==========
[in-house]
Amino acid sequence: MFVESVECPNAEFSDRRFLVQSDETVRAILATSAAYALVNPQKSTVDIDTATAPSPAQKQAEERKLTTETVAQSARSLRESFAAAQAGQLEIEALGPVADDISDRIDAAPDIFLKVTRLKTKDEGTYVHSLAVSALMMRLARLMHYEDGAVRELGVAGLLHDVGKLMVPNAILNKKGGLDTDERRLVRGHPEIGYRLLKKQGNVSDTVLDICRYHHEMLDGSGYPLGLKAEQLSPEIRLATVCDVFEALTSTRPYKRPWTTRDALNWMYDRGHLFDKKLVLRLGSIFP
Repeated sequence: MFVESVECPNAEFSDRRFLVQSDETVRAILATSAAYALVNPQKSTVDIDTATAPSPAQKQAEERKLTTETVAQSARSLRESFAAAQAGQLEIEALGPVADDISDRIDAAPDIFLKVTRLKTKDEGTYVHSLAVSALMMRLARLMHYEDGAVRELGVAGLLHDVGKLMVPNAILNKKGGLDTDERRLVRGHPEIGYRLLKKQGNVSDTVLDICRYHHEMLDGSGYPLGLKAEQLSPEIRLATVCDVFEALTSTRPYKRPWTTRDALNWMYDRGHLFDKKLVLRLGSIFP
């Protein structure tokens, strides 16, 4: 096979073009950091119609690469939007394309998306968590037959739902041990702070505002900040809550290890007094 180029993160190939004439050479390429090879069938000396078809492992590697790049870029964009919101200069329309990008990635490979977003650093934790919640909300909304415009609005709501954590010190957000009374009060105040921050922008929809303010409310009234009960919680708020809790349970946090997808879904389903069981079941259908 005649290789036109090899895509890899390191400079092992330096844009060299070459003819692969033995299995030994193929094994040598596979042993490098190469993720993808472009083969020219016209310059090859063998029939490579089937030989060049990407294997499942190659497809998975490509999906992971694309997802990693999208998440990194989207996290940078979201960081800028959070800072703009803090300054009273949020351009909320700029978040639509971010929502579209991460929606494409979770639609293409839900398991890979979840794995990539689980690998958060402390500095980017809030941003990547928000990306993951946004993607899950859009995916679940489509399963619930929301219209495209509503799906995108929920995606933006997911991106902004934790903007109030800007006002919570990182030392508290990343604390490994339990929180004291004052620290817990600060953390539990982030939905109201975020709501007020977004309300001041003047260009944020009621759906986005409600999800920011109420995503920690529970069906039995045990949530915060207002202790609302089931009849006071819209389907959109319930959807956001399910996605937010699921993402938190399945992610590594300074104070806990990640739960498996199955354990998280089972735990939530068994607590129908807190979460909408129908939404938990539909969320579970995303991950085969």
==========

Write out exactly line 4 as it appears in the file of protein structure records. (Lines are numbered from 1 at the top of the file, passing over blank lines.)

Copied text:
């Protein structure tokens, strides 16, 4: 096979073009950091119609690469939007394309998306968590037959739902041990702070505002900040809550290890007094 180029993160190939004439050479390429090879069938000396078809492992590697790049870029964009919101200069329309990008990635490979977003650093934790919640909300909304415009609005709501954590010190957000009374009060105040921050922008929809303010409310009234009960919680708020809790349970946090997808879904389903069981079941259908 005649290789036109090899895509890899390191400079092992330096844009060299070459003819692969033995299995030994193929094994040598596979042993490098190469993720993808472009083969020219016209310059090859063998029939490579089937030989060049990407294997499942190659497809998975490509999906992971694309997802990693999208998440990194989207996290940078979201960081800028959070800072703009803090300054009273949020351009909320700029978040639509971010929502579209991460929606494409979770639609293409839900398991890979979840794995990539689980690998958060402390500095980017809030941003990547928000990306993951946004993607899950859009995916679940489509399963619930929301219209495209509503799906995108929920995606933006997911991106902004934790903007109030800007006002919570990182030392508290990343604390490994339990929180004291004052620290817990600060953390539990982030939905109201975020709501007020977004309300001041003047260009944020009621759906986005409600999800920011109420995503920690529970069906039995045990949530915060207002202790609302089931009849006071819209389907959109319930959807956001399910996605937010699921993402938190399945992610590594300074104070806990990640739960498996199955354990998280089972735990939530068994607590129908807190979460909408129908939404938990539909969320579970995303991950085969």